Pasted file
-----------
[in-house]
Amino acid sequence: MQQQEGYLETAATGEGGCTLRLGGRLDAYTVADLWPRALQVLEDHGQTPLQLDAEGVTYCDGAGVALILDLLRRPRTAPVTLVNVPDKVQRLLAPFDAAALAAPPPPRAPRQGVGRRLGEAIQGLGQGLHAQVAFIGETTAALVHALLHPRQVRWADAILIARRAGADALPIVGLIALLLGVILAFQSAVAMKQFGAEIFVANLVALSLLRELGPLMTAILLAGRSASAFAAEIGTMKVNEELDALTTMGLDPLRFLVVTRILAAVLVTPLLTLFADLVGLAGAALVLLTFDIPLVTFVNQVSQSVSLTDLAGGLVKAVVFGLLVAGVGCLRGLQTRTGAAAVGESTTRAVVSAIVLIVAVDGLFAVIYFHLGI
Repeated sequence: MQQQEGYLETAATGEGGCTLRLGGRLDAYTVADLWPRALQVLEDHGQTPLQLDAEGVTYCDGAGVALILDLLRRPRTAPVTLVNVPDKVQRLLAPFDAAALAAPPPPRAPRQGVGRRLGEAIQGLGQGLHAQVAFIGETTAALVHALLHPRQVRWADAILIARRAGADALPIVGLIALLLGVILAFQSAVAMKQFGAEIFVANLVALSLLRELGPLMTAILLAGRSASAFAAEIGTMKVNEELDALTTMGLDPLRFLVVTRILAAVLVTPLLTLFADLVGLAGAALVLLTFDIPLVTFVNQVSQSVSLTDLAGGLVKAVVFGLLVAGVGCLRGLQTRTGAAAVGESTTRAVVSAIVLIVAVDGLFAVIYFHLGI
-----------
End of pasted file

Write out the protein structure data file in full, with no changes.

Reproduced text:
[in-house]
Amino acid sequence: MQQQEGYLETAATGEGGCTLRLGGRLDAYTVADLWPRALQVLEDHGQTPLQLDAEGVTYCDGAGVALILDLLRRPRTAPVTLVNVPDKVQRLLAPFDAAALAAPPPPRAPRQGVGRRLGEAIQGLGQGLHAQVAFIGETTAALVHALLHPRQVRWADAILIARRAGADALPIVGLIALLLGVILAFQSAVAMKQFGAEIFVANLVALSLLRELGPLMTAILLAGRSASAFAAEIGTMKVNEELDALTTMGLDPLRFLVVTRILAAVLVTPLLTLFADLVGLAGAALVLLTFDIPLVTFVNQVSQSVSLTDLAGGLVKAVVFGLLVAGVGCLRGLQTRTGAAAVGESTTRAVVSAIVLIVAVDGLFAVIYFHLGI
Repeated sequence: MQQQEGYLETAATGEGGCTLRLGGRLDAYTVADLWPRALQVLEDHGQTPLQLDAEGVTYCDGAGVALILDLLRRPRTAPVTLVNVPDKVQRLLAPFDAAALAAPPPPRAPRQGVGRRLGEAIQGLGQGLHAQVAFIGETTAALVHALLHPRQVRWADAILIARRAGADALPIVGLIALLLGVILAFQSAVAMKQFGAEIFVANLVALSLLRELGPLMTAILLAGRSASAFAAEIGTMKVNEELDALTTMGLDPLRFLVVTRILAAVLVTPLLTLFADLVGLAGAALVLLTFDIPLVTFVNQVSQSVSLTDLAGGLVKAVVFGLLVAGVGCLRGLQTRTGAAAVGESTTRAVVSAIVLIVAVDGLFAVIYFHLGI